AH is singing a different tune

Old 01-31-2013, 11:19 AM
  # 41 (permalink)  
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Instead of asking him to do anything. Telling him what he's "doing wrong." Why not just observe how he behaves when there are no mandates to follow? Is he trustworthy? Does he make a good partner? Is he willing to do the right thing even without you telling him what that is?
Yikes, this is what I'm doing with my AH, to my chagrin. I'm holding back, hoping against all reason at this point, that he makes some grand gesture that shows me everything is going to be okay.

How crazy is that?! Ha.
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Old 01-31-2013, 11:22 AM
  # 42 (permalink)  
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I could really relate to your story about the chicken pox. My mother did similar things.

In my early 20's I was in a car accident and she acted like a horse's patoot. She just acted like it was an inconvenience to her.

In her later years she was a lot nicer and we had a better relationship.

I've been in tons of therapy and tons of 12-step meetings. It still hurts.
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Old 01-31-2013, 11:25 AM
  # 43 (permalink)  
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Originally Posted by lizatola View Post
My father wasn't really a full blown alcoholic when I was a kid but he was a belittler, he was verbally abusive, and I was always the brunt of his jokes. My mother never stepped in, she claims she never recognized it for what it was: abuse. That's probably true, both my sister and I live in la-la land half the time and we don't really see people's actions for what they are. It's something I obviously have to keep working on.

Thanks for your input here, it's nice to know I'm not alone.
Wow - this struck a chord with me. You described my father to an absolute T! Was doing my thinking on the drive into work this morning and came to the startling realization that my dad acted just like an alcoholic. Except he didn't drink.

Thanks for writing this. I have been NC with my dad for almost a decade and was kind of thinking about writing him again, but reading that just made me remember why he is no longer a part of my life.
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Old 01-31-2013, 11:56 AM
  # 44 (permalink)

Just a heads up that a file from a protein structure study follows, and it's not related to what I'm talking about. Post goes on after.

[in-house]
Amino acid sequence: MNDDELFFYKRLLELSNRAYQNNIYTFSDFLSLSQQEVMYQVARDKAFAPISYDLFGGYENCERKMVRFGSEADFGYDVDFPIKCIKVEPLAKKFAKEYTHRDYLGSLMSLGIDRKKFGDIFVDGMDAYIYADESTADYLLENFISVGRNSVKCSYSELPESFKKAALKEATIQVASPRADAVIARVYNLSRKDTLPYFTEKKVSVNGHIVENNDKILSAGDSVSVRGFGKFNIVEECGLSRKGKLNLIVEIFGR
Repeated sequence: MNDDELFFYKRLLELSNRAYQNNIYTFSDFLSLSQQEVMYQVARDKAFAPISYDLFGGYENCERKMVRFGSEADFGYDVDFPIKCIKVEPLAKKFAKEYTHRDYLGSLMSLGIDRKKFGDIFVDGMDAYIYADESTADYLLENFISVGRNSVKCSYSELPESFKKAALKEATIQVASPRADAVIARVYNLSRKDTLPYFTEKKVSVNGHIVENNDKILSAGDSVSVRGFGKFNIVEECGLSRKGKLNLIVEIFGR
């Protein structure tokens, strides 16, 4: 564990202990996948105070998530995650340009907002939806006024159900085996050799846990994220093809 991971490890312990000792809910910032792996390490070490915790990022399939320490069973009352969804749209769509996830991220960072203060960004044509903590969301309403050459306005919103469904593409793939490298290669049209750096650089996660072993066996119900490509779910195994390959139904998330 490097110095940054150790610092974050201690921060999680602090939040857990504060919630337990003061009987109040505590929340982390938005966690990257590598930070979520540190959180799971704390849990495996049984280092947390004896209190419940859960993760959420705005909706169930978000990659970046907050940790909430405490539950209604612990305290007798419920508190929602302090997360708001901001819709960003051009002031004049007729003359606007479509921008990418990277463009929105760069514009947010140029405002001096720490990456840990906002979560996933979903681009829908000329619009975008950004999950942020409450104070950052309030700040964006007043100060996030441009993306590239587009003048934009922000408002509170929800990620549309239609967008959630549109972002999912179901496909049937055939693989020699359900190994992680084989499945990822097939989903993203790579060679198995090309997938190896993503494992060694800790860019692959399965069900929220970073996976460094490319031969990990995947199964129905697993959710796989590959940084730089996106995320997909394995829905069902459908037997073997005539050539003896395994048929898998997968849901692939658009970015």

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Originally Posted by LaTeeDa View Post
See, in my experience, it's this kind of thinking that perpetuates the cycle. So you say to him, you have to earn back my trust. And he says, what do you want me to do? And you give him a "list" of all the stuff he has to do to earn his way back. Then, he does all the things on your "list." But, you still don't trust him because he is just going through the motions, checking things off the list, trying to get you off his back. Then he says, you're impossible to please, I did all the things you asked me to and you still don't trust me. Then he blames you for moving the goal post and takes no responsibility for his actions or lack of. And around and around it goes.

Instead of asking him to do anything. Telling him what he's "doing wrong." Why not just observe how he behaves when there are no mandates to follow? Is he trustworthy? Does he make a good partner? Is he willing to do the right thing even without you telling him what that is?

Ugh, you hit the nail on the head. Even when we were sitting in marriage counseling he was begging me and the therapist, "Tell me what to do!!!" He was yelling it at one point. The therapist finally told him he MUST go to individual counseling before any head way would be made in marriage counseling, but I guess I do see it as him just checking a box. I'm not sure now if he's going because he knows he needs it and/or wants it, or if he's just doing it because he was told to do so by our marriage therapist.

And, to answer your questions: I think 'more will be revealed' is appropriate at this point. No, I don't trust him now. He used to be a good partner so I believe he could be, if he wanted to be. As for whether he is willing to do the right thing: I have no idea.....and that's why I have to keep working with my sponsor, working with my own therapist, and taking my time.
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Old 01-31-2013, 12:14 PM
  # 45 (permalink)  
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I think if someone could figure out a formula to restore trust in a relationship/situation they would be worthy on a Nobel Peace Prize.

Personally, I do not believe there is anything the other person can do or say to regain a lost trust. You spend most of your days consumed with his words or lack of them, reading between the lines, adjusting your sails to meet his ever changing needs. I have lived with false hope, "the maybe this time he gets it" and quite frankly, it's flipping exhausting. There either is trust or not. period.

No wonder we get so confused, we are tired, tired of overthinking the same situation over, and over , and over. Looking for a non existent silver lining. Soothing ourselves with the " it could be worse". But this is what happens every stinkin time when we give our power to another. We are left to doubt ourselves and our self worth.

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Old 01-31-2013, 12:22 PM
  # 46 (permalink)  
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liz, I believe his DUI gave you a reality check that he was an alcoholic. It seemed you were more concerned about his DUI than he was. What happens when the machine is removed and, heaven forbid, he gets another DUI?? His 6 month punishment extension on his alcohol interlock device shows he still doesn't get it. You justify that it is "only 100bucks a month". Wow, that would be quite a bit of money for me.
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